After that, quite a few APCs arrived, 1 ferried the wounded back to hospitals, the rest held ground before advancing, then forcing the VC to retreat. The VC wanted to teach the Australians a lesson, but failed. Since then, the Australians never really had any big ground battles.

And no, the Americans never did lose the war. The media made it seem like America was losing the war, when it was in fact the other way round. The Americans were inflicting huge numbers of casualties among the VC and NVA, but the VC and NVA fought strongly even with those casualties, while even the loss of a battaleon would mean a lot to the American public. End of war, VC and NVA losses 1.1 million, American losses a mere 50,000. The Americans just couldn't afford to keep fighting, while the VC and NVA were ready to continue and eventually take over South Vietnam under communist rule.



posted on Jun, 15 2005 @ 12:52 PM
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we pulled out, actually it was the politicians who pulled the troops out thats still considered losing the war. no matter how many battles u win or casualties u inflicted in the end it depends on the outcome of the war.



posted on Jun, 15 2005 @ 05:37 PM
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The VietCong won the war the same way as the Americans won the war of Independance from the British, they just wore down the opposition.

Troops today would still be faced with getting some jungle time if they wanted to win and not just contain the VC.

The US would still win, just as long as the first Paveway that was dropped was targetted on the home of one Robert MacNamara, with a second sailing silently onto the head of Jane Fonda.



posted on Jun, 15 2005 @ 05:44 PM
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Ground penetrating radar and other sophisticated listening devices would locate the tunnels of the VC if we were to fight today and ground penetrating Bunker buster or bombs would en their tunnel supply routs real fast.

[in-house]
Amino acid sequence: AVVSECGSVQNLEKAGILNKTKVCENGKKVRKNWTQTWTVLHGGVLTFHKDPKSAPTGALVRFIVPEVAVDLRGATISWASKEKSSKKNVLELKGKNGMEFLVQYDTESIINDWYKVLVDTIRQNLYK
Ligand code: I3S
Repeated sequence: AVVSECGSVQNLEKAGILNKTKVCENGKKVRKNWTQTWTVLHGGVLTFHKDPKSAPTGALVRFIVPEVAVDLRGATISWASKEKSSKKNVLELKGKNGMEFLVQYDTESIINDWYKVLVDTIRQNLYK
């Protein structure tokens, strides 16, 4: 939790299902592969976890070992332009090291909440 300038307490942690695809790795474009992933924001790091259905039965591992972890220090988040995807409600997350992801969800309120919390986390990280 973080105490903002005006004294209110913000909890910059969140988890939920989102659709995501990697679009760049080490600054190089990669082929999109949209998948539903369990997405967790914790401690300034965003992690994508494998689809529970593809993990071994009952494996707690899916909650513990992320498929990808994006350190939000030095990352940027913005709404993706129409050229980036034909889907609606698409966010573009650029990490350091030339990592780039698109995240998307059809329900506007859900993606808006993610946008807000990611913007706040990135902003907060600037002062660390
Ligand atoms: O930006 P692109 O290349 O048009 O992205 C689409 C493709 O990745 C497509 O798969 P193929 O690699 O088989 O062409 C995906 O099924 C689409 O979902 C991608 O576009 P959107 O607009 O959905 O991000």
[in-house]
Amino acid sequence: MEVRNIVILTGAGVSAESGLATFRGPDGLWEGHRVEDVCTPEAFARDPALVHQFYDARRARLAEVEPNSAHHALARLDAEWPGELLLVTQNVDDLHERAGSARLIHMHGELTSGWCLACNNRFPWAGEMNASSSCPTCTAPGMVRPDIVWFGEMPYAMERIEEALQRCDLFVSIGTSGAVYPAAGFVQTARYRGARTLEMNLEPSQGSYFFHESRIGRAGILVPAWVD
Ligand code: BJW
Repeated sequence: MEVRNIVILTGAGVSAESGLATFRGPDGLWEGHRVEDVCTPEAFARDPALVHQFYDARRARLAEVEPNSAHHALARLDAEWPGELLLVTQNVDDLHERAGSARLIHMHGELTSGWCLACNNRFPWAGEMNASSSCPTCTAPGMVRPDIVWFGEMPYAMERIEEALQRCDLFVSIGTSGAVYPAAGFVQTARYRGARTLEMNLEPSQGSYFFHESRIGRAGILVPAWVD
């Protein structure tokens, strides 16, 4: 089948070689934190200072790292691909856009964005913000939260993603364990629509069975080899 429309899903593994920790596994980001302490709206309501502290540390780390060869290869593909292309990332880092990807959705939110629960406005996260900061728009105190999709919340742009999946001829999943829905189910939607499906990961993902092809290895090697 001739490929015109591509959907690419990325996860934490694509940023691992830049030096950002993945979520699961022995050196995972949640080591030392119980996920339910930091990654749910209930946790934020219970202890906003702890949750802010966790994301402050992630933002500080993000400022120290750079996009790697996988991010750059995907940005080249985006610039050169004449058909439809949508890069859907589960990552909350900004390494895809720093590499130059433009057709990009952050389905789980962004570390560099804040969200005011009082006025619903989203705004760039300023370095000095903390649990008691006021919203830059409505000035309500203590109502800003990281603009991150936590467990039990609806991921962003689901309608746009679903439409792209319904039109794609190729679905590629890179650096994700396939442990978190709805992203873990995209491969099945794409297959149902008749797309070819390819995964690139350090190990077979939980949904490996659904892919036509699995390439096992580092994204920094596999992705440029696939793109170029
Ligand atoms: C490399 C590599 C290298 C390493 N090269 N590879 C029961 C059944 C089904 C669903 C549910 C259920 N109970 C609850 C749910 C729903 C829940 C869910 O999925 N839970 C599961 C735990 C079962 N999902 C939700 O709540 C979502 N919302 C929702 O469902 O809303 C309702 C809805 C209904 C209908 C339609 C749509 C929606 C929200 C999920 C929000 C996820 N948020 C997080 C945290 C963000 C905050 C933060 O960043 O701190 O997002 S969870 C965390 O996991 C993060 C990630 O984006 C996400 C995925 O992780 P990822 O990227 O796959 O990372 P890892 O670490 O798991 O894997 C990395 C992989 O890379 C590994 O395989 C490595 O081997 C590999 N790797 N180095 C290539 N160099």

posted on Jun, 15 2005 @ 05:57 PM
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How would we fight a war in Vietnam Today?

First off, for the record, I am not into "what if" scenerio's.

Secondly, the answer is rather simple and only requires the US to do what it did not do in the Vietnam War: take the war to Hanoi: in other words, instead of being defensive and/or restricted, US forces would head straight for Hanoi and take over North Vietnam.

Bye bye Ho Chi Minh.

Nothing fancy required.




seekerof

[edit on 15-6-2005 by Seekerof]



posted on Jun, 15 2005 @ 11:55 PM
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Originally posted by W4rl0rD
425th VC and 275th VC outnumbered the Aussies 8:1, but the Aussies held ground, eventually found cover behind a hill, fought until they were out of ammuntion (Australian standard load at that time was 60 rounds per person and 300 rounds per machine gunner, compared to the American 300 rounds per person and 600 rounds per machine gunner). Eventually American choppers volunteered to drop ammuntion for them when the RAAF didn't want to, but the RAAF eventually did, since they didn't want the USAF helping out the Australians with what the RAAF refused to do.

After that, quite a few APCs arrived, 1 ferried the wounded back to hospitals, the rest held ground before advancing, then forcing the VC to retreat. The VC wanted to teach the Australians a lesson, but failed. Since then, the Australians never really had any big ground battles.

And no, the Americans never did lose the war. The media made it seem like America was losing the war, when it was in fact the other way round. The Americans were inflicting huge numbers of casualties among the VC and NVA, but the VC and NVA fought strongly even with those casualties, while even the loss of a battaleon would mean a lot to the American public. End of war, VC and NVA losses 1.1 million, American losses a mere 50,000. The Americans just couldn't afford to keep fighting, while the VC and NVA were ready to continue and eventually take over South Vietnam under communist rule.


Battle of Long Tan - the finest Allied feat of arms during the war.

D company 6RAR (100-110 guys) ran into an attack just being put in by a VC regiment (possibly two)! They held out all night against amazing odds 25:1.


www.anzacday.org.au...

America lost in 'Nam by any standard. No shame in it, it happens to the best of countries.

If it were to happen again today and Vietnam were to get Chinese / Soviet supplies & support then you'd probably lose again.

If they didn't have that support it'd be a much closer thing - whether a modern-day conscripted US army would be any more effective and whether you'd be free to use your airpower is very debatable.






[edit on 15-6-2005 by CTID56092]

[edit on 16-6-2005 by CTID56092]



posted on Jun, 16 2005 @ 03:06 AM
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Vietnam is the result when the politicians tie up the hands of the military. That combined with political correctness up the kazoo makes more a very bad ending.



posted on Jun, 16 2005 @ 03:13 AM
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I don't know about anything else, but I am sure of one thing - A Vietnam re-run would not have as much on the ground media coverage these days...I think they have learned that...